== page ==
BRAD: Right.

PIPPIN: Having someone say, “Yes, you have access to do all of this,” is pretty powerful. I remember when, in college, I worked at a theater as a stagehand, and we did a lot of Broadway shows. I remember one of the most empowering moments of the four years that I worked there was the day that I got keys to the building because it told me that they trusted me enough to go in and out of the building at any time. I could go unlock the doors early in the morning if I got there before anyone else. I was able to shut it down. We’re talking about a building that has millions and millions of dollars of equipment in it, so that’s not really a small statement of trust.

BRAD: Right.

PIPPIN: I think that means a lot to your personal self worth.

BRAD: Yep. No, I think that’s how you figure out if you can trust them, really.

PIPPIN: But I think it also goes further than that. It also makes them more able to do their job. If you’ve hired someone to do something, but you constantly limit what they’re technically able to do, they’re not really doing their job as best they can because you still have to then do that extra work for them.

BRAD: Yeah. A good example of this is, so what we were doing, so we’re getting them to do the development first, and like sometimes we would post a Help Scout URL to an issue people were having inside a ticket or, sorry, a GitHub issue. Then some people didn’t have access to Help Scout, so that was a problem.

PIPPIN: Yeah. That’s not very useful then.

BRAD: Yeah, so they couldn’t see any of the information in Help Scout, and so I realized, oh, well, I’ve got to give them access to more things here.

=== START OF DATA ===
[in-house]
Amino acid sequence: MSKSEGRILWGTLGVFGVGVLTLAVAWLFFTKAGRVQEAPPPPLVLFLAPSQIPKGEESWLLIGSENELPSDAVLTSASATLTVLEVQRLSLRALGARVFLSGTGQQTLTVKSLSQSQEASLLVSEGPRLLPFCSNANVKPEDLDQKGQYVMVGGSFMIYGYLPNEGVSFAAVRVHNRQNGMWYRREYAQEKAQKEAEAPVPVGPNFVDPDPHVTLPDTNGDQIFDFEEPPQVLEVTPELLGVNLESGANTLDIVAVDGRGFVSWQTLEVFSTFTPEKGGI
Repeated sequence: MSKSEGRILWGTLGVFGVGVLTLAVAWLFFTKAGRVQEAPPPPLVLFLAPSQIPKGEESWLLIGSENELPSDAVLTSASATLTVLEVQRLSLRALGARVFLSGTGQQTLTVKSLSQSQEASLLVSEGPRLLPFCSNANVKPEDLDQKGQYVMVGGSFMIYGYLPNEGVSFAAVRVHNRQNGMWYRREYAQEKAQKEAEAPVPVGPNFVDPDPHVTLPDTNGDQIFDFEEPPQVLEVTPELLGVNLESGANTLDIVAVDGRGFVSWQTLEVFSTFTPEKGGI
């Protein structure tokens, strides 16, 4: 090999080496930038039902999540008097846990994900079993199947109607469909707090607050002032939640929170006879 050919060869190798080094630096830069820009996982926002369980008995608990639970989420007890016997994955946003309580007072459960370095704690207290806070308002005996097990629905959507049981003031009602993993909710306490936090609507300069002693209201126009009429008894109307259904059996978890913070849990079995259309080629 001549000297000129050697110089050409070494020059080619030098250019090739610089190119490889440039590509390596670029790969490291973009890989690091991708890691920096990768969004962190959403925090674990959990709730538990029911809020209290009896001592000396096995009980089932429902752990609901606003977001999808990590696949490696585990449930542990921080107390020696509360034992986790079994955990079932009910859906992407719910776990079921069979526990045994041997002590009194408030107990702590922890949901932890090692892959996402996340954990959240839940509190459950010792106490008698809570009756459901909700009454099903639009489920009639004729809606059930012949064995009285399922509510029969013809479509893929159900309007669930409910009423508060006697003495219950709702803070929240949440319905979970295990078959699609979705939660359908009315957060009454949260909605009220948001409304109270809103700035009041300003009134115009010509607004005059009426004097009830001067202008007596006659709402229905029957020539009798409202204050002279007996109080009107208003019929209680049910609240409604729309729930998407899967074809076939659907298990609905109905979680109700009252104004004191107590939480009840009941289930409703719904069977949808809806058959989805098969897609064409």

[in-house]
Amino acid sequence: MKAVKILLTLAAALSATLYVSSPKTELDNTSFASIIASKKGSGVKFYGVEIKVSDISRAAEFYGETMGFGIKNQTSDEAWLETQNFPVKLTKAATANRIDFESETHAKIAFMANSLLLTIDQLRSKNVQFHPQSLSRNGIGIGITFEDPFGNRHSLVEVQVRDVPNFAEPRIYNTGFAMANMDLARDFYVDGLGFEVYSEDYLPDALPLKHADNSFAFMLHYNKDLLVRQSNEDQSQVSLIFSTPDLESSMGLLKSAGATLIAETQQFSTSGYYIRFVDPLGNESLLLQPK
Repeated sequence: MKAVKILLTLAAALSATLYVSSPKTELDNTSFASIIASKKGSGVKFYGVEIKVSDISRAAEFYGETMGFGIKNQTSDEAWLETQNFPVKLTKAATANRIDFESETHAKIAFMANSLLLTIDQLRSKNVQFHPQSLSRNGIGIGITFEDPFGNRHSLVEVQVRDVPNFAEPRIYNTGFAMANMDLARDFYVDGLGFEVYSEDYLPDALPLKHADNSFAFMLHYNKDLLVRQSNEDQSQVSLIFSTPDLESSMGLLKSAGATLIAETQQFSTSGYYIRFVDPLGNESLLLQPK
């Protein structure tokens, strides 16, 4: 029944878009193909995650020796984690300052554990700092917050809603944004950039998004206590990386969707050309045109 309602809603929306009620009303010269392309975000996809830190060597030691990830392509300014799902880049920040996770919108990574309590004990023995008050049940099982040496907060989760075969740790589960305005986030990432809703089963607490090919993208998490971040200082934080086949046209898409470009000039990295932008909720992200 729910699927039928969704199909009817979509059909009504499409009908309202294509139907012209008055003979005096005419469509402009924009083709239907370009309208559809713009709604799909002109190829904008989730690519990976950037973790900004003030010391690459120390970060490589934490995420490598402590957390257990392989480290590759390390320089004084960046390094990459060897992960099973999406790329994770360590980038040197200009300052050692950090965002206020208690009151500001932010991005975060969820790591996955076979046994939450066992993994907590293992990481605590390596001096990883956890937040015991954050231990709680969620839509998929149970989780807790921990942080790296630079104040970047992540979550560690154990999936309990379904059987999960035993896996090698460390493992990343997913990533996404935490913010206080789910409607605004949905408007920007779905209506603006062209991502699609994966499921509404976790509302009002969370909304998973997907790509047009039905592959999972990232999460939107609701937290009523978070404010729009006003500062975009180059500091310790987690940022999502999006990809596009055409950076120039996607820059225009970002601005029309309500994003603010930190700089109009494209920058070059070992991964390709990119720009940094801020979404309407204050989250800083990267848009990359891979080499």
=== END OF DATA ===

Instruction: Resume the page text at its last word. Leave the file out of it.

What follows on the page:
PIPPIN: I’ve got another example for that, which is a little different though. Shawn has been doing some site development, fixing things around the site, both on the front end, as well as the backend for our tools. But initially, he could commit those, and he could send them up to a staging server, but he couldn’t send them to production. Here I was entrusting him with fixing all of these issues, but then he wasn’t actually able to fully fix them because he couldn’t make them live.

I was like, wait; that’s silly. Here. Here’s access. Hit deploy, and you can go live. Now, we’re going to have a general process because we want to make sure that things are reviewed, not because we don’t trust you do to it, but just because an extra set of eyes is going to catch those little mistakes that everyone makes.

BRAD: Yeah.

PIPPIN: But suddenly it becomes much more valuable to have him able to fix a bug live than to say, okay; it’s now ready, so when you get here on Monday morning, now you can go push it.

BRAD: Right, yeah. It’s funny. One of the problems I have actually is that our stuff is kind of so all over the place, so we’ve got Google docs with stuff in them. We’ve got GitHub. We’ve got Scrutinizer CI. We’ve got — there are so many different services that we’re using, and we don’t have a way to just turn, flip the switch, or even a checklist to go through and go enable all of their access on all these services. Sometimes I realize, oh, I haven’t given them access to this. Then I’ve got to go and do that. Do you run into that issue at all?

PIPPIN: A little bit, but not as much because we’ve tried to really cut down on the number of things that we use. Basically for us it’s GitHub, which I just have to add you as a team member that has the appropriate privileges, access to Trello, which is where we manage all of our extensions, access to the main website, and then our internal chat room, which is Hall. With those four things, you pretty much have access to everything.

BRAD: Sorry. What did you say? Hall? What is that?

PIPPIN: Hall, H-a-l-l. If you’re familiar with Slack or HipChat, it’s another service like that.

BRAD: I see. Okay. We use Slack, and we just started using it probably a month and a half ago or something.

PIPPIN: Nice.

BRAD: That’s actually one of John’s other questions, actually. What do we use for communicating and ticketing. “How do you handle communication and ticketing?”

PIPPIN: I found that having an internal communication system was really key to building a successful team and for actively or successfully communicating whether we’re talking about an issue, whether we’re talking about a bug on the site or an enhancement, or even if we’re just hanging out talking about beer. It doesn’t matter, but I found that that was really, really important.